I don’t know a single Christ follower who hasn’t gotten stressed out over trying to figure out the will of God. We want to solve the mystery of the will of God the way we solve a Sudoku or crossword puzzle. But in my experience, intellectual analysis usually results in spiritual paralysis.
We try to make God fit within the confines of our cerebral cortex. We try to reduce the will of God to the logical limits of our left brain. But the will of God is neither logical nor linear. It is downright confusing and complicated.
A part of us feels as if something is spiritually wrong with us when we experience circumstantial uncertainty. But that is precisely what Jesus promised us when we are born of the Spirit and start following Him. Most of us will have no idea where we are going most of the time. And I know that is unsettling. But circumstantial uncertainty also goes by another name: adventure.
Islands of Eden
Not long ago I visited what must be the closest thing to the Garden of Eden left on earth. It almost felt wrong arriving in the Galápagos Islands via airplane. Washing ashore on a bamboo raft would have seemed more apropos.
We spent most of our time island hopping in a boat that didn’t seem large enough for the twelve people on board or the twelve-foot ocean waves we encountered. And sure enough, we discovered that the boat had capsized not long before our visit. That tidbit of information would have been nice to know before we climbed aboard-but it definitely added an element of adventure.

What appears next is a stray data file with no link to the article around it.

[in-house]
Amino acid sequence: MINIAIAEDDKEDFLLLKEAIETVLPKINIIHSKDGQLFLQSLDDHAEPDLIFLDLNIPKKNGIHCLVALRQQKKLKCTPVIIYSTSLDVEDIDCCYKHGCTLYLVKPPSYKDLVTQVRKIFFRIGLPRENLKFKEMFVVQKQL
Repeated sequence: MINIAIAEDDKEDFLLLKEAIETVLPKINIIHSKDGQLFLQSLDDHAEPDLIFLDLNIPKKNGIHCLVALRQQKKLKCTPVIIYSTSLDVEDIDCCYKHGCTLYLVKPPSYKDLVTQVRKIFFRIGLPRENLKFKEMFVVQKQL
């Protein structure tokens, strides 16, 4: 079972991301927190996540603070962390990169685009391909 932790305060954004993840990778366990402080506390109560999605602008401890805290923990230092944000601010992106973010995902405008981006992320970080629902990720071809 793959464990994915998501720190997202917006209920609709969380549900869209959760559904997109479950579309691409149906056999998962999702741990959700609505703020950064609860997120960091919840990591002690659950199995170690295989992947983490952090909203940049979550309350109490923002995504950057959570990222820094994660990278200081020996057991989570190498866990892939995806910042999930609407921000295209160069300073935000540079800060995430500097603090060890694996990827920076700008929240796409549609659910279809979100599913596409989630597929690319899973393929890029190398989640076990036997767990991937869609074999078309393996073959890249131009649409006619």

The entire week was full of new experiences. I went snorkeling for the first time and saw some of God’s amazing underwater creations. Where did He come up with those color schemes? In an unscripted and unforgettable moment, my son Parker and I went swimming with some playful sea lions. And I accomplished one of my life goals by jumping off a forty-foot cliff into a narrow river gorge at Las Grietas. What an adrenaline rush!
The trip consisted of one adventure after another. So the saying in Spanish that we saw on a Sprite can that week seemed fitting, and we adopted it as our mantra: Otro día, otra aventura. Translation: “Another day, another adventure.”
I love those four words inspired by Sprite. They capture the essence of what we experienced day in and day out in the Galápagos. I think those words resonate with one of the deepest longings in the human heart-the longing for adventure. And I’m not sure I could come up with a better description of what it’s like to pursue God.
Take the Holy Spirit out of the equation of my life, and it would spell b-o-r-i-n-g. Add Him into the equation of your life, and anything can happen. You never know who you’ll meet, where you’ll go, or what you’ll do. All bets are off.
If you would describe your relationship with God as anything less than adventurous, then maybe you think you’re following the Spirit but have actually settled for something less—something I call inverted Christianity. Instead of following the Spirit, we invite the Spirit to follow us. Instead of serving God’s purposes, we want Him to serve our purposes. And while this may seem like a subtle distinction, it makes an ocean of difference. The result of this inverted relationship with God is not just a self-absorbed spirituality that leaves us feeling empty, it’s also the difference between spiritual boredom and spiritual adventure.
Adapted from Wild Goose Chase: Reclaiming the Adventure of Pursuing God, the newest release from Mark Batterson, author of the Threads short-term study Chase the Lion. Threads will be teaming up with Mark again in 2009 for a short-term study based on Wild Goose Chase. Mark is a featured lab speaker at this year’s Catalyst Conference, Oct. 8-10 in Atlanta.